3 Questions: Ian Waitz and Blanche Staton on MIT’s continuing commitment to graduate students

Despite the pandemic, the Office of the Vice Chancellor has continued to make progress on efforts to enhance the MIT graduate student experience.

Q: How has MIT responded to the needs of graduate students, given the challenges of the pandemic?

A: The pandemic has been tough on everyone. So much of what makes MIT special is the vibrancy of the campus. Fortunately, our phased reopening has been very successful, but there are still necessary restrictions and many of our students are living elsewhere. We all long for the day when we can once again see folks walking and biking across campus, bump into a friend or colleague, or strike up an impromptu conversation at the food trucks.

Although we have continued to make steady progress on a number of our priorities, given the urgency of the pandemic we’ve focused more attention on graduate students’ immediate needs: financial security; addressing the unique challenges facing our international student population; and easing the transition to online learning.

Short and long-term financial distress among graduate students, including financial needs due to the pandemic, have been a top priority. These efforts built on our work in 2019 with the Graduate Student Council (GSC) to better understand and address acute financial insecurity faced by some doctoral students. This work led to a commitment from each school to implement policies and practices that reduce financial insecurity among specific populations of doctoral students, namely those on nine-month appointments or with nonresident status.

More recently, we’ve partnered with the schools to try to meet the needs of graduate students who lost summer funding, either through work opportunities or other sources. We have also created three new sources of financial support: short-term emergency funding, doctoral student long-term financial hardship funding, and a need-blind pilot program, the MIT Grant for Graduate Students with Children. The short-term emergency fund situated in OGE has disbursed over $298,000 to help graduate students with the loss of 2020 summer funding opportunities, housing, moving costs, and other basic living expenses, like food and utilities, from the onset of the pandemic. Our process to identify doctoral students in financial hardship has helped 14 students with financial assistance, and the grant for graduate student parents disbursed 72 awards of between $2,000 and $4,000 last fall and is continuing this spring.

We’re rolling out a new program this spring that aims to help students who want to change advisors or research groups — whether due to an unhealthy advising situation, a shift in research interests, or other reasons. Beyond transitional funding, the Guaranteed Transitional Support program establishes department-based transitional support coordinators who can guide students through the process.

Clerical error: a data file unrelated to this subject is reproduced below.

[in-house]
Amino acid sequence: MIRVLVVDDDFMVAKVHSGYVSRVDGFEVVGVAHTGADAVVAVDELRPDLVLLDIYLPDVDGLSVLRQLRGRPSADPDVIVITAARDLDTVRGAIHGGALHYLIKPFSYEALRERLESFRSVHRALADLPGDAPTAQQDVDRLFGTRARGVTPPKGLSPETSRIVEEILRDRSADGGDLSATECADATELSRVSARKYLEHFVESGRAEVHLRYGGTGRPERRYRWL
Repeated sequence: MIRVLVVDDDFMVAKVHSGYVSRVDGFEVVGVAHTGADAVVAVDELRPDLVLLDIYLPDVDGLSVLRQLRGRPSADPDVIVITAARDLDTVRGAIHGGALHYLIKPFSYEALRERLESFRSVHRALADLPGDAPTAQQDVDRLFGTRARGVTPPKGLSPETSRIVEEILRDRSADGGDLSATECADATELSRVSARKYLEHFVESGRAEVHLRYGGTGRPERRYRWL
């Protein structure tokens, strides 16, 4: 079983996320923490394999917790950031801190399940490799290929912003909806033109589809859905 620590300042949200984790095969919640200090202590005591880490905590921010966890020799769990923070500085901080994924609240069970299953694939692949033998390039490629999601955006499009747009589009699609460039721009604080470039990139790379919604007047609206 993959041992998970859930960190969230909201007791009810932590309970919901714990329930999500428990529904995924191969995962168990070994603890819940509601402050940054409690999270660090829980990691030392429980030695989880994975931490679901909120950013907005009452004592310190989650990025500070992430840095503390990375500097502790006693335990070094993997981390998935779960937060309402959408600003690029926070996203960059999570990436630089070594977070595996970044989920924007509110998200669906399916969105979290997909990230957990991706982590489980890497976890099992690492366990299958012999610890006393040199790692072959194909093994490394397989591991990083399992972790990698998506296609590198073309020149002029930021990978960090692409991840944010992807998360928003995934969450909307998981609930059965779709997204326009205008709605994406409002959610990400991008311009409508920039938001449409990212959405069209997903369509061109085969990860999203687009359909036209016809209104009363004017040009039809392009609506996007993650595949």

We have also responded to the unique challenges facing our international students. Last summer and fall, MIT reviewed and approved over 800 requests for students to pursue their appointments from outside the U.S. Many of these requests were for students who remained in the U.S at the start of the pandemic, but who wished to return to their home countries to pursue their studies and appointments. MIT also took a leading role in a successful lawsuit challenging a federal government policy that would have impacted many international students’ ability to study in the U.S. if their classes were fully online.

For spring 2021, we had to modify our approach to remote international appointments due to the increasing complexities in U.S. and foreign regulations, the fluid pandemic conditions, and other factors. We have worked very closely with students, departments, and the International Students Office to try to find solutions on a case-by-case basis. Fortunately, we have managed to resolve almost every appointment, enabling students who need to remain remote from the U.S. to do so. Moving forward, we do not anticipate having the same flexibility, but we will continue to monitor the issue closely.

Last, but certainly not least, we ran a Student Success Coaching Program last spring to help students adjust to the unfamiliar, virtual environment we suddenly found ourselves in. The program matched faculty and staff with students, providing much-needed support and resources for the spring term as we transitioned to our new normal. Fourteen graduate programs opted-in to the initiative and over 1,100 graduate students participated.

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